Media Watch Committee: The Theater Domain Subcommittee report
By Susan Birne-Stone and Frederick Heide
Theater Subcommittee: Susan Birne-Stone, Chair, Daria Alongi, Mary Banks Gregerson, Fred Heide, and Negin Pahlavan.
Theater, one of the oldest and original forms of media, continues to be used to both entertain and educate. Some shows directly portray psychological concepts, while others reveal mental health themes less explicitly. Theatergoers report that some shows have been transforming and have had “therapeutic” like effects.
As one example, the musical Next to Normal portrays a family, their journey through loss, mental illness, and various mental health treatments. The musical gives audience members a peek into what it is like to have a mental illness and its effects on family members. It presents the complex dynamics of family relationships, including marital and parent-child. It tells the story from each person’s perspective, revealing each of his or her struggles and strengths. The musical can and has been used to educate the general public about mood disorders and decrease the stigma associated with mental illness and treatment.
Although the power of theater to affect viewers has been noted anecdotally since the time of the ancient Greeks, research has begun to document this empirically. Studies have shown that attending a live dramatic performance can significantly increase belief in the value of condom use to prevent HIV/AIDS, intentions to participate in substance abuse prevention activities, and inculcate other important health-related attitudes (e.g., Hovey, Booker, & Seligman, 2007; Stephens-Hernandez et al., 2007). A recent study (co-written by one of the authors) documented for the first time that professional musical theater, a highly popular art form, could lead to attitude change (Heide, Porter, & Saito, 2012). The importance of such results becomes clearer when we realize that almost 60 million Americans go to theater each year. Furthermore, the effects of theater on attitude have been documented in a wide range of audiences, from well-heeled European-Americans to Mexican- American migrant farm workers and inner-city slum residents in India (Singhal, Cody, Rogers, & Sabido, 2004). Clearly, the value of theater to affect change on a mass scale is well-worth exploring.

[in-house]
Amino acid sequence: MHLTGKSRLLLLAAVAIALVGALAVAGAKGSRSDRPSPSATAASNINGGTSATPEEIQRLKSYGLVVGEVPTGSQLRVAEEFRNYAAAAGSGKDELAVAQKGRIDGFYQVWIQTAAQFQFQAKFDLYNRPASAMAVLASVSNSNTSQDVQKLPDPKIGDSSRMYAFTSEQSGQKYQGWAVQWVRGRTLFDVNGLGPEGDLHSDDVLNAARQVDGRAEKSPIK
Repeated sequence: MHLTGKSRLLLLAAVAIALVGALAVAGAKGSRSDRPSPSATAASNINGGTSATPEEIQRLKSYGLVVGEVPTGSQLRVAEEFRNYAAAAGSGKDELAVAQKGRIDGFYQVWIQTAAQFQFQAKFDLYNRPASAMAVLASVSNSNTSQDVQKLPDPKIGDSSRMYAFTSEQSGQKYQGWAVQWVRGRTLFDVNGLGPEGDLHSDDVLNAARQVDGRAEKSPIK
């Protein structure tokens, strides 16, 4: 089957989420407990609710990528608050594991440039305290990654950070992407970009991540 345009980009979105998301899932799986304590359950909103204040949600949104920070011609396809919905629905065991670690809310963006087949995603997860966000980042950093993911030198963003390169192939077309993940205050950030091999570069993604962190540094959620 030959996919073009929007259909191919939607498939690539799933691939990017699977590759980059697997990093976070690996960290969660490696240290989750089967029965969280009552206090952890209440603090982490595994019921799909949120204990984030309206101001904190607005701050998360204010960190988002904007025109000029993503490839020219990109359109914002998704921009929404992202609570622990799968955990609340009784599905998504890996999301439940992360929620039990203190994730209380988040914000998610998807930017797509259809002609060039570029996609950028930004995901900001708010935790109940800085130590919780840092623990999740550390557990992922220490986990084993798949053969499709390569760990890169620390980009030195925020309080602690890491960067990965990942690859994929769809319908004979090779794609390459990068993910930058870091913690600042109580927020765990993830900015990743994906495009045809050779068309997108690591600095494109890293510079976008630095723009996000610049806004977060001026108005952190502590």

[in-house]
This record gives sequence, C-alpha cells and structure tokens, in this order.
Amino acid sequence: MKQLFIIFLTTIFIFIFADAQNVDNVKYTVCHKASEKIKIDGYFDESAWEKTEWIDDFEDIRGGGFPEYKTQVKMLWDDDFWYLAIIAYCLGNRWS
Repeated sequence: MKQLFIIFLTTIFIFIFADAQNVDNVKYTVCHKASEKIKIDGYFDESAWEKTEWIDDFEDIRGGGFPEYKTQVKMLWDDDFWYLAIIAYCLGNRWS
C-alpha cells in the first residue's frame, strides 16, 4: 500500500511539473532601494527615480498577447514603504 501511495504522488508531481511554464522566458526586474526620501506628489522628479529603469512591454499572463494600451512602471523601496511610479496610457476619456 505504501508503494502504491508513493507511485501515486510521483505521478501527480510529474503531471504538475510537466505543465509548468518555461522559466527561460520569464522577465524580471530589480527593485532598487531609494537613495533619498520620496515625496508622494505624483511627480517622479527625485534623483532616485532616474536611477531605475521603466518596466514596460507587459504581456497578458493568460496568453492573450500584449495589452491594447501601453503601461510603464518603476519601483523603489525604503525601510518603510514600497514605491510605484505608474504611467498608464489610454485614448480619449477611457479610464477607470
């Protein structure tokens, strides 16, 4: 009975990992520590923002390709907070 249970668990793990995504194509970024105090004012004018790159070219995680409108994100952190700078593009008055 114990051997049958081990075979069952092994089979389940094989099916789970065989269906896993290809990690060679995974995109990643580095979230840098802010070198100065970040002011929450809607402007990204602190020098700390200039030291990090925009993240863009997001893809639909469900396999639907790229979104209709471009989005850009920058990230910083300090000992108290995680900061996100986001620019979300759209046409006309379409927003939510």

The Media Watch Committee has historically reviewed movies, television shows, and more recently video games. This past year a new domain was created within the committee: The Theater Domain. Since early Spring 2012 this new subcommittee has begun to develop long- and short-term goals. In the months ahead, committee members plan to review shows and aggregate data concerning psychological themes, positive psychology concepts, and portrayals of mental health professionals and treatment. Viewing recommendations for professionals and the general public will also be included. As we begin to aggregate the data, the findings will be disseminated through various means including Facebook, blogs, and presentations. The committee also plans to serve as a resource for those looking for information related to psychology and theatre. We hope to develop a database where links to related articles and research can be found.
Heide, F. J., Porter, N., & Saito, P. K. (2012). Do you hear the people sing?: Musical theatre and attitude change. Psychology of Aesthetics, Creativity, and the Arts, 6(3), 224-230. doi: 10.1037/a0027574
Hovey, J. D., Booker, V., & Seligman, L. D. (2007). Using theatrical presentations as a means of disseminating knowledge of HIV/AIDS risk factors to migrant farmworkers: An evaluation of the effectiveness of the Infórmate program. Journal of Immigrant and Minority Health, 9, 147–156. doi:10.1007/s10903- 006-9023-9
Singhal, A., Cody, M. J., Rogers, E. M., & Sabido, M. (Eds.). (2004). Entertainmenteducation and social change: History, research, and practice. Mahwah, NJ: Lawrence Erlbaum.
Stephens-Hernandez, A. B., Livingston, J. N., Dacons-Brock, K., Craft, H. L., Cameron, A., Franklin, S. O., & Howlett, A. C. (2007). Drama-based education to motivate participation in substance abuse prevention. Substance Abuse Treatment, Prevention, and Policy, 2, 1–11. doi:10.1186/1747-597X-2-11